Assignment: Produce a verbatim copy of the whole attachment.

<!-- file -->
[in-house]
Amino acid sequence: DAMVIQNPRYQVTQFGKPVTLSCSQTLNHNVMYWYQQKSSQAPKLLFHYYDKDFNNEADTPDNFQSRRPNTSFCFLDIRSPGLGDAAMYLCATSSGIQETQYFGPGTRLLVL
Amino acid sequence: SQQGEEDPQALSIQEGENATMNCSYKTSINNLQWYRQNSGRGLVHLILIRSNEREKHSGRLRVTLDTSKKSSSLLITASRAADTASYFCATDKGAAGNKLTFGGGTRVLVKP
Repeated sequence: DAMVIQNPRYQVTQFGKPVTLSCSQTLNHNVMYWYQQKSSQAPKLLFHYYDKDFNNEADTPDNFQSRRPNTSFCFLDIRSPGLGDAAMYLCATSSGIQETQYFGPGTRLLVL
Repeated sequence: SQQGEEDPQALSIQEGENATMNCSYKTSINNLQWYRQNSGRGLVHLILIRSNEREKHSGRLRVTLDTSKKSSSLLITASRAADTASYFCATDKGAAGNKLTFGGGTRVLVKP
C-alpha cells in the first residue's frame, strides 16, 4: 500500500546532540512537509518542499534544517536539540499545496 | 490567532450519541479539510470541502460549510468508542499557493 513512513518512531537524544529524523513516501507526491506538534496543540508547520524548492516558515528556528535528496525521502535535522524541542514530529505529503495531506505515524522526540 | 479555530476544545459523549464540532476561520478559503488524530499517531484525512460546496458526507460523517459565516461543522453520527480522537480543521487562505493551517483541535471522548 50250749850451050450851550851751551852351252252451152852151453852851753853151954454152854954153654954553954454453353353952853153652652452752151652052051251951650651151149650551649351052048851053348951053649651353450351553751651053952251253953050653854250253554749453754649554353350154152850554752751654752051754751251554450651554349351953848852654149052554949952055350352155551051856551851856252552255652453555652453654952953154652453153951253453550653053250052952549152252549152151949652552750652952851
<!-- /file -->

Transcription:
[in-house]
Amino acid sequence: DAMVIQNPRYQVTQFGKPVTLSCSQTLNHNVMYWYQQKSSQAPKLLFHYYDKDFNNEADTPDNFQSRRPNTSFCFLDIRSPGLGDAAMYLCATSSGIQETQYFGPGTRLLVL
Amino acid sequence: SQQGEEDPQALSIQEGENATMNCSYKTSINNLQWYRQNSGRGLVHLILIRSNEREKHSGRLRVTLDTSKKSSSLLITASRAADTASYFCATDKGAAGNKLTFGGGTRVLVKP
Repeated sequence: DAMVIQNPRYQVTQFGKPVTLSCSQTLNHNVMYWYQQKSSQAPKLLFHYYDKDFNNEADTPDNFQSRRPNTSFCFLDIRSPGLGDAAMYLCATSSGIQETQYFGPGTRLLVL
Repeated sequence: SQQGEEDPQALSIQEGENATMNCSYKTSINNLQWYRQNSGRGLVHLILIRSNEREKHSGRLRVTLDTSKKSSSLLITASRAADTASYFCATDKGAAGNKLTFGGGTRVLVKP
C-alpha cells in the first residue's frame, strides 16, 4: 500500500546532540512537509518542499534544517536539540499545496 | 490567532450519541479539510470541502460549510468508542499557493 513512513518512531537524544529524523513516501507526491506538534496543540508547520524548492516558515528556528535528496525521502535535522524541542514530529505529503495531506505515524522526540 | 479555530476544545459523549464540532476561520478559503488524530499517531484525512460546496458526507460523517459565516461543522453520527480522537480543521487562505493551517483541535471522548 50250749850451050450851550851751551852351252252451152852151453852851753853151954454152854954153654954553954454453353353952853153652652452752151652052051251951650651151149650551649351052048851053348951053649651353450351553751651053952251253953050653854250253554749453754649554353350154152850554752751654752051754751251554450651554349351953848852654149052554949952055350352155551051856551851856252552255652453555652453654952953154652453153951253453550653053250052952549152252549152151949652552750652952851